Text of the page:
3. ^ a b "The Glazier Fiasco" (1893) Collections of the Minnesota Historical Society, Vol.7, p.181
  4. ^ Chambers, Julius (1910). The Mississippi River and its wonderful valley: twenty-seven hundred and seventy-five miles from source to sea. G. P. Putnam's sons. p. 315. Retrieved July 29, 2013. 
  5. ^ Winchell, Newton Horace (1891). The American Geologist. Geological Publishing Company. Retrieved July 29, 2013. 
  6. ^ "A New Hospital for the Insane" (Dec., 1876) Brooklyn Daily Eagle
  7. ^ "An Insane Hospital for Brooklyn (Dec. 23, 1876) ''New York Times''". New York Times. Retrieved 2012-08-10. 
  8. ^ a b Who's who in New York (1905) L.R. Hamersley Co., New York
  9. ^ "Defending Stewart's Memory". New York Times. May 1, 1890. Retrieved 2012-08-10. 
  10. ^ The Reader: An Illustrated Monthly Magazine. Bobbs-Merill Company. 1904. p. 559. Retrieved July 29, 2013. 
  11. ^ Merrill, Samuel (1888). Newspaper Libel: A Handbook for the Press. Ticknor. Retrieved July 29, 2013. 
  12. ^ The Chicago Daily News Almanac and Year Book for .... Chicago Daily News, Incorporated. 1910. Retrieved July 29, 2013. 
  13. ^ "A mad world and its inhabitants : Julius Chambers : Free Download & Streaming : Internet Archive". Archive.org. 2001-03-10. Retrieved 2012-08-10. 
  14. ^ Chambers, Julius (1884). On a Margin .... Fords, Howard & Hulbert. Retrieved July 29, 2013. 
  15. ^ a b Chambers, Julius (1901). The destiny of Doris: a travel-story of three continents. Continental pub. co. Retrieved July 29, 2013. 
  16. ^ ""Seven, seven, seven - City." A tale of the telephone (1903) by Julius Chambers". Gaslight.mtroyal.ca. Retrieved 2012-08-10.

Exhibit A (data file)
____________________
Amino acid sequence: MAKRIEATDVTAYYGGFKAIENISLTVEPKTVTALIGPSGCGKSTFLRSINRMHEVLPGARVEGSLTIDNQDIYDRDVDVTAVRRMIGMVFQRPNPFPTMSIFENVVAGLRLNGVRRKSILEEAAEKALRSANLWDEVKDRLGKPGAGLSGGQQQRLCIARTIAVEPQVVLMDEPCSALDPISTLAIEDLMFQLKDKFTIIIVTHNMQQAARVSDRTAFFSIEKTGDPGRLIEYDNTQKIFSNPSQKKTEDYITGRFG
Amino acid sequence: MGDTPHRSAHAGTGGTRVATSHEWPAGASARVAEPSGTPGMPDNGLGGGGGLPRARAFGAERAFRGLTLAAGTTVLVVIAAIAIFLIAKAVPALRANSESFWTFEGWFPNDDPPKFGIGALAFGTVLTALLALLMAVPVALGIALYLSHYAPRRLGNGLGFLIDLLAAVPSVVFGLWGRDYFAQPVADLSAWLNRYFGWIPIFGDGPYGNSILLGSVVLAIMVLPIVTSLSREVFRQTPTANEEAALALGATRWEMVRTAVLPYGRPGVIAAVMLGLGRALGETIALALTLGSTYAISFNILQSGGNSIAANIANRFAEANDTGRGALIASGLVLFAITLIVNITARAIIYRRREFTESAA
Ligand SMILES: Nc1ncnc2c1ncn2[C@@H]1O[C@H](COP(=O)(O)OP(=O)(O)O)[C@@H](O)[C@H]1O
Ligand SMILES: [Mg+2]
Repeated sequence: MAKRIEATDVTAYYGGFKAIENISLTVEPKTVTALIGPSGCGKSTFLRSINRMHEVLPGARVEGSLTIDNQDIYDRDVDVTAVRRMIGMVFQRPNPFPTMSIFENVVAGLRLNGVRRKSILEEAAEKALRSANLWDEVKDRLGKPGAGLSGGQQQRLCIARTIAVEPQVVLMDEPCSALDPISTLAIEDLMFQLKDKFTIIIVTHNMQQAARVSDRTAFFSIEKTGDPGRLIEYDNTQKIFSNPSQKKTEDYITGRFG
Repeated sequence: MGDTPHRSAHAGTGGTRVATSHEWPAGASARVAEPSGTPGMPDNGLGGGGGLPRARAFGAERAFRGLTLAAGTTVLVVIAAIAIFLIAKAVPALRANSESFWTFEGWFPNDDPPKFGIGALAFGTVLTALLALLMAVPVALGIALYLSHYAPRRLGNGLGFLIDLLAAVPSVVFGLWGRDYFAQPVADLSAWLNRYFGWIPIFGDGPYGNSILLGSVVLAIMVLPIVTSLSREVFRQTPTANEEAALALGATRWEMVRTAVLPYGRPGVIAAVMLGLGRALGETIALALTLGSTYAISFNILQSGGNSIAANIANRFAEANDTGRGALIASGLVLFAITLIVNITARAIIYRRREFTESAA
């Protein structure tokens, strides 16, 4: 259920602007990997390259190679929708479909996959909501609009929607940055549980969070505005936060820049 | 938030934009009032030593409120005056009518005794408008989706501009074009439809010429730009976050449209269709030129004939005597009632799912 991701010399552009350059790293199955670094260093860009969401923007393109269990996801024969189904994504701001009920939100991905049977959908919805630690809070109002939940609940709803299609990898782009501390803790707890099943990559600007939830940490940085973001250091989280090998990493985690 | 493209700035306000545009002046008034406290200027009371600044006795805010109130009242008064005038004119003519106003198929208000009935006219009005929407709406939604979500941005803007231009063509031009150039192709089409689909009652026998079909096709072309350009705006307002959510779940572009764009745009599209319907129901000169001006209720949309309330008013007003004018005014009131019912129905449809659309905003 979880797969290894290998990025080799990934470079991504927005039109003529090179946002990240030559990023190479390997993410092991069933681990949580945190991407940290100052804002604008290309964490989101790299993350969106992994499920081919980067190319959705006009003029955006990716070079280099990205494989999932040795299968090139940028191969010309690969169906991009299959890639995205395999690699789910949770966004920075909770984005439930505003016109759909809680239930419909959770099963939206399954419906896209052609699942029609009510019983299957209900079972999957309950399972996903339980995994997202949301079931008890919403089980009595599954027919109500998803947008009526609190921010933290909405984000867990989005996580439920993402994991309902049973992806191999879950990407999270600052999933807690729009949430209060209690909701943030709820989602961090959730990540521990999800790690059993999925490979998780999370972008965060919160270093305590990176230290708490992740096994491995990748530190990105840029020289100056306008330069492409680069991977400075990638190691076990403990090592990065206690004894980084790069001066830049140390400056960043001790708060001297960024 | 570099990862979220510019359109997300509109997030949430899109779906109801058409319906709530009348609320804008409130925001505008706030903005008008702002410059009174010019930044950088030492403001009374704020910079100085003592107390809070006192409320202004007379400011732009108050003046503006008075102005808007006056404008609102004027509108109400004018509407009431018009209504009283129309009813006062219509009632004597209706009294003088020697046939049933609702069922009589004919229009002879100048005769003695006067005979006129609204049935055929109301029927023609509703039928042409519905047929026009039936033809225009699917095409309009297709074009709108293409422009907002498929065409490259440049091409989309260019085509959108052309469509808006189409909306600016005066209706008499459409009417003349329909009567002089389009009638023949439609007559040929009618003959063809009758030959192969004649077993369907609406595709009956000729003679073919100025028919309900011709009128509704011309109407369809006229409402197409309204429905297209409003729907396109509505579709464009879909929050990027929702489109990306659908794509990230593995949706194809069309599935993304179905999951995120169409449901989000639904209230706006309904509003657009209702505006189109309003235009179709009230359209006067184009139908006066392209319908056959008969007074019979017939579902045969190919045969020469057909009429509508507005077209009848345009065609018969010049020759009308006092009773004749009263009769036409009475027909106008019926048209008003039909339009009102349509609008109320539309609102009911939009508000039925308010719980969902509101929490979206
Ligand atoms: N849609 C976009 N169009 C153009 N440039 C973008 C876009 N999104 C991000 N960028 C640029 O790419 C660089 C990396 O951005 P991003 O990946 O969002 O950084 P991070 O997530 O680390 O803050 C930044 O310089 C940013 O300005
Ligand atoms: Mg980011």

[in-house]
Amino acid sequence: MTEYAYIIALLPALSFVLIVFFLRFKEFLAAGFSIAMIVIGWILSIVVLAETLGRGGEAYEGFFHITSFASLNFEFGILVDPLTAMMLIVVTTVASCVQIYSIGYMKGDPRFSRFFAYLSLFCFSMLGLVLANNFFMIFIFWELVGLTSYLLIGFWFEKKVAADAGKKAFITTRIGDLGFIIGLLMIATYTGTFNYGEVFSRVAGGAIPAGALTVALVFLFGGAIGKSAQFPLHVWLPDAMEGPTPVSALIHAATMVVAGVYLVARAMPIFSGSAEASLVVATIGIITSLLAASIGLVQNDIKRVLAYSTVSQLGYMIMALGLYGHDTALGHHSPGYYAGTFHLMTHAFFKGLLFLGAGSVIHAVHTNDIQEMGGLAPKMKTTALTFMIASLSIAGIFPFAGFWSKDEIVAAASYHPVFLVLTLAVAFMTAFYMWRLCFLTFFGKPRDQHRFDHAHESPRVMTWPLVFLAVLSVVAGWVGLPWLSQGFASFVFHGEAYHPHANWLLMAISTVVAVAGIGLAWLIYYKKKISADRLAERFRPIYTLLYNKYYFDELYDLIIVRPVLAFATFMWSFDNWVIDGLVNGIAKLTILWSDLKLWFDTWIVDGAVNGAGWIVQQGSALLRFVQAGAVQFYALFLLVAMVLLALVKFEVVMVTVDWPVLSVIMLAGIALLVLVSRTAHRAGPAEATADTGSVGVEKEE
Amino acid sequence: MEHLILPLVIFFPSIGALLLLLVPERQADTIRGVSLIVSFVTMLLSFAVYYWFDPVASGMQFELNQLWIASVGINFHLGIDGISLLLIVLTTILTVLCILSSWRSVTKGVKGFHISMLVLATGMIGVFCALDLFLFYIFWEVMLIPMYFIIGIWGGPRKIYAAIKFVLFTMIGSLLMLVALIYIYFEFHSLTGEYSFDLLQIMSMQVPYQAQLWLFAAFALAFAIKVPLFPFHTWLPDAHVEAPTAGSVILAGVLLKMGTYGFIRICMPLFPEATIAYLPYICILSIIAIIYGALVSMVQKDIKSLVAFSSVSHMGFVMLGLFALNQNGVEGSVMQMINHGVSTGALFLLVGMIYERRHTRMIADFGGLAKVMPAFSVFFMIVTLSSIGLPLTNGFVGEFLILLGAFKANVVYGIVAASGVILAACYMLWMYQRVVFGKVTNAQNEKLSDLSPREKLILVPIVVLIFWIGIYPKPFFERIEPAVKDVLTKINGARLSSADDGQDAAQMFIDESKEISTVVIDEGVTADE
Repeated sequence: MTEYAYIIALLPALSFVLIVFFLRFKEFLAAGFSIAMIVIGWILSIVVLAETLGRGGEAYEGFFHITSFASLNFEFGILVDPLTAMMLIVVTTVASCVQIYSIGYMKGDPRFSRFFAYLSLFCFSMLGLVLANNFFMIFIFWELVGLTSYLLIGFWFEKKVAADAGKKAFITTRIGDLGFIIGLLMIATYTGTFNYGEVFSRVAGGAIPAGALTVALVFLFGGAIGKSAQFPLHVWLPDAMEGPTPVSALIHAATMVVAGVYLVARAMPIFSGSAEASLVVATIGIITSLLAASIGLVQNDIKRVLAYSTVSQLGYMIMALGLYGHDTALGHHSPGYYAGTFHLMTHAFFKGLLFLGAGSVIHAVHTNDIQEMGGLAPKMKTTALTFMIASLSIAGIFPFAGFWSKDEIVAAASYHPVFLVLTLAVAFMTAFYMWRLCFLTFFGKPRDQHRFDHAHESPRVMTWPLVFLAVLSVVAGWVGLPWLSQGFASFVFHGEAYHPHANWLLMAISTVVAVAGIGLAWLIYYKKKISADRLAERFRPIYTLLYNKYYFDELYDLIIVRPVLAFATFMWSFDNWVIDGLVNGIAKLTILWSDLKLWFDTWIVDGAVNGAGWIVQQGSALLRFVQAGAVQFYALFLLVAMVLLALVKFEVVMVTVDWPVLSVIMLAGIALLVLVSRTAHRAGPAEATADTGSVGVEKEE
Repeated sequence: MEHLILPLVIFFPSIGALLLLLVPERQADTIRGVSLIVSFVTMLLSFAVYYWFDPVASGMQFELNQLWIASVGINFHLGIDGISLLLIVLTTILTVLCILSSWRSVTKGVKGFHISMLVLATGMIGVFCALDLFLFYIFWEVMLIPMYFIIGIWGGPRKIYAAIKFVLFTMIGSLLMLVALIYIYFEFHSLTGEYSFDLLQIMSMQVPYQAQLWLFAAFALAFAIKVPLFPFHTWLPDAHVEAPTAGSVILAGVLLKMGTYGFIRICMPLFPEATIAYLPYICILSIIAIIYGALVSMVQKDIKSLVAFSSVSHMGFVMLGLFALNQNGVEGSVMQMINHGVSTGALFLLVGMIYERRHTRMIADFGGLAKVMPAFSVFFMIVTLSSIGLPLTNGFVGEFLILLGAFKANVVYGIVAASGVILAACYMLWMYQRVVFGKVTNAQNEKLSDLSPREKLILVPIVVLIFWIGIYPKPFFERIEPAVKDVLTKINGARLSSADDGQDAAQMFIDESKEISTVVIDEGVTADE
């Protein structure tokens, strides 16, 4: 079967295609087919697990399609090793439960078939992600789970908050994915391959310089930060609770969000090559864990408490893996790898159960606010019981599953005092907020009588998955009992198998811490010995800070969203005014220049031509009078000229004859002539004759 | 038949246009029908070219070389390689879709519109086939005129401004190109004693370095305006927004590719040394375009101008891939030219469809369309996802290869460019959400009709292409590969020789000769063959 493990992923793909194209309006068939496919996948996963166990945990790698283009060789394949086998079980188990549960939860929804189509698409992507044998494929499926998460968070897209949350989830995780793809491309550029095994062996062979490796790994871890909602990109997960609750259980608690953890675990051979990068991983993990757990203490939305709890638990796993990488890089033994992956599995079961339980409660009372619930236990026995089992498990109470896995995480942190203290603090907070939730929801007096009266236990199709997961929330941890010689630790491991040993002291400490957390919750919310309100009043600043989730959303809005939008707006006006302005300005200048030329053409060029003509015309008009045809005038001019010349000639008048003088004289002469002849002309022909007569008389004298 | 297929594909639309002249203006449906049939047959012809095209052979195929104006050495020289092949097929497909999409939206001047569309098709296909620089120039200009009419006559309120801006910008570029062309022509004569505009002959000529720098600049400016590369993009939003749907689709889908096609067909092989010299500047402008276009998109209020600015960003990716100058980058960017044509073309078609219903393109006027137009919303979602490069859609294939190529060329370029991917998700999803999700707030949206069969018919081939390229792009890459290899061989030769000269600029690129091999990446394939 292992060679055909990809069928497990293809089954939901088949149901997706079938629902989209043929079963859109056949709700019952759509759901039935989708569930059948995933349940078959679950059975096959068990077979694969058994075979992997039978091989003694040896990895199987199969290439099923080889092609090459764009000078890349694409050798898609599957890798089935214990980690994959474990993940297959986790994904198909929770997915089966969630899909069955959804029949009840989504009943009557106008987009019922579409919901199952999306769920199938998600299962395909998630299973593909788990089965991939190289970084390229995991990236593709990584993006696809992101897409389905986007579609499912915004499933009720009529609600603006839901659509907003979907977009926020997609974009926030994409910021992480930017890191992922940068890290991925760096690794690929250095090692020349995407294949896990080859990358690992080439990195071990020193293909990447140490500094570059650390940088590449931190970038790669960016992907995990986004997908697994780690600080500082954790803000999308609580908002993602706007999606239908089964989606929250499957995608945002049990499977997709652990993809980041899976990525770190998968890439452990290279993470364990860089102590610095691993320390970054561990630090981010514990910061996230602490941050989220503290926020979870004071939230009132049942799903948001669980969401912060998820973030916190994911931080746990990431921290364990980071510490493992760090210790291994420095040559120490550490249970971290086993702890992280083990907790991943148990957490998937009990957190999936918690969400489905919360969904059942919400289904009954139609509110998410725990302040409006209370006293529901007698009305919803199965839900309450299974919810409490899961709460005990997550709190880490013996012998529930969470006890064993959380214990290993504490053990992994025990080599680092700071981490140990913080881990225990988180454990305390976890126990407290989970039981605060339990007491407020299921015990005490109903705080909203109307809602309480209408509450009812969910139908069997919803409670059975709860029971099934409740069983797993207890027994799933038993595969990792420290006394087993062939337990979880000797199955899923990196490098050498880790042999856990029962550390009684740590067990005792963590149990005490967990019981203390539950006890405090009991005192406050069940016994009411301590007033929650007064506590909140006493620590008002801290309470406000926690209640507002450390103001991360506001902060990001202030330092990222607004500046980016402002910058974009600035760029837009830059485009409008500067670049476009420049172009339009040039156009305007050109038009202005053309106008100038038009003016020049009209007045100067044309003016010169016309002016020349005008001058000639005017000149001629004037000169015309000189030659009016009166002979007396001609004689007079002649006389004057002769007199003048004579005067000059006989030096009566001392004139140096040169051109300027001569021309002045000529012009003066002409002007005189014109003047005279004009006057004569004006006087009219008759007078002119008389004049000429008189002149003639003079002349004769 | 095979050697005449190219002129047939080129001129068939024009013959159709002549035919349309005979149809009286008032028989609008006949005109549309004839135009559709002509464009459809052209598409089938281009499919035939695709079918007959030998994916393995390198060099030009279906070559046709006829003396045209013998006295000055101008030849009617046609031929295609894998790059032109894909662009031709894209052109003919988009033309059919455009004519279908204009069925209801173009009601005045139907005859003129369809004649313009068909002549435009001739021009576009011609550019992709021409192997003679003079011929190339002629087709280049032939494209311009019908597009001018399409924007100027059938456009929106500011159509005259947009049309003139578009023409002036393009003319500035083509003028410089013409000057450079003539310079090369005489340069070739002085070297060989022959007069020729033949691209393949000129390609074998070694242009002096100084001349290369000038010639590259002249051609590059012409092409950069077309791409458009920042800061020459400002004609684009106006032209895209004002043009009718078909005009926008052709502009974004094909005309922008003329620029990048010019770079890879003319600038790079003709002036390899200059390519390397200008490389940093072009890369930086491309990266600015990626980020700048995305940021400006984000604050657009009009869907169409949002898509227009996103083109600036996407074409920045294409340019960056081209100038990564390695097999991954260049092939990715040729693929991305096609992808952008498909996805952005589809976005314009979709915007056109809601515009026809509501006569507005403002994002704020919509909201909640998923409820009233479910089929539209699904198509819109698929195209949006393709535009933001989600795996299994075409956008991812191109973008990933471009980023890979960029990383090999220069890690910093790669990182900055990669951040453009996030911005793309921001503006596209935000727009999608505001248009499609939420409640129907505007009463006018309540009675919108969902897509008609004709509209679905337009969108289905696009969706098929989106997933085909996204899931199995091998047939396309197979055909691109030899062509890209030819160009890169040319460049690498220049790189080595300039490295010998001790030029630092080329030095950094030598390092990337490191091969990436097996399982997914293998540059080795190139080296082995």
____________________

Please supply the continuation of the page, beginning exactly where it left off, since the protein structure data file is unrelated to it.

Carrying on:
17. ^ Gateway. The Gateway. 1904. Retrieved July 29, 2013. 
  18. ^ Gateway. 1905. Retrieved July 29, 2013. 
  19. ^ "The book of New York; forty years' recollections of the American metropolis : Chambers, Julius, 1850-1920 : Free Download & Streaming : Internet Archive". Archive.org. Retrieved 2012-08-10. 
  20. ^ "Montreal: old, new, entertaining, convincing, fascinating. Editorial staff: Lorenzo Prince [and others] Contributors: B.K. Sandwell [and others] Special contributing editor: Julius Chambers : Prince, Lorenzo : Free Download & Streaming : Internet Archive". Archive.org. Retrieved 2012-08-10. 
  21. ^ Chambers, Julius (1921). News hunting on three continents. M. Kennerley. Retrieved July 29, 2013. 
  22. ^ Flower, Benjamin Orange (1891). The Arena. Arena Publishing Company. Retrieved July 29, 2013. 
  23. ^ The Reader: An Illustrated Monthly Magazine. Bobbs-Merill Company. 1904. p. 559. Retrieved July 29, 2013. 
  24. ^ Lorettus Sutton Metcalf; Walter Hines Page; Joseph Mayer Rice; Frederic Taber Cooper, Mitchell Kennerley, Arthur Hooley, Edwin Wildman, George Henry Payne, Henry Goddard Leach (1910). The Forum. Forum Print. Company. p. 724. Retrieved July 29, 2013. 
  25. ^ Gateway. 1918. Retrieved July 29, 2013.